For instance, the German economists Sebastian Braun and Michael Kvasnicka looked at twelve European countries and found that many gamblers either put too much money on their own national team, or were reluctant to bet against it - even when that was probably the smartest bet. And the British economists David Forrest and Robert Simmons showed that Spanish gamblers too often put money on clubs with the highest attendances – in short, on the most popular teams. In gambling, these kinds of irrational bets are known as “loyal money”.
The same sort of bias exists in financial investing. Economists call it the “home equity bias”. This is a tendency for people to make too many of their investments in their home country, instead of spreading risk by buying in a wide range of countries.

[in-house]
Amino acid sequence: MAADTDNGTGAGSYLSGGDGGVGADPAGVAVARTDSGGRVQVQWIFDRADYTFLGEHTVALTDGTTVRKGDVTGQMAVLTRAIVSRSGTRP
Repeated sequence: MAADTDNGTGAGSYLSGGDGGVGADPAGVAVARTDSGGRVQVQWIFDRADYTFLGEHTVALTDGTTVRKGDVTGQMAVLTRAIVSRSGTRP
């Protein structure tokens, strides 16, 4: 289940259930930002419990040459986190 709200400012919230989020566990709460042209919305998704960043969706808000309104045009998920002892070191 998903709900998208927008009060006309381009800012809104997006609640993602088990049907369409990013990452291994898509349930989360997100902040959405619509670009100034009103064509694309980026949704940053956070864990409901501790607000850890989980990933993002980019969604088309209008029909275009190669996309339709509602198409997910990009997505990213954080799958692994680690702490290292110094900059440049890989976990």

Perhaps “home” investors think they are safer buying in their own country, because they know their home market best. Yet that confidence can shade into overconfidence, and overconfident investors, like overconfident gamblers, are prone to error. In the same vein, Norwegian research has found that investors often buy shares in firms in industries that they themselves work in, yet these investments typically underperform the market. Investors and gamblers tend to feel confident on familiar turf. But that confidence is often misplaced.
There’s another risk for European investors who show “home equity bias”. In the last decade, most European countries have had less economic growth than most countries outside Europe. In other words, the “home” investor might be missing out on some good opportunities abroad. Likewise, the gambler who bets on his own team could probably have found better bets elsewhere.
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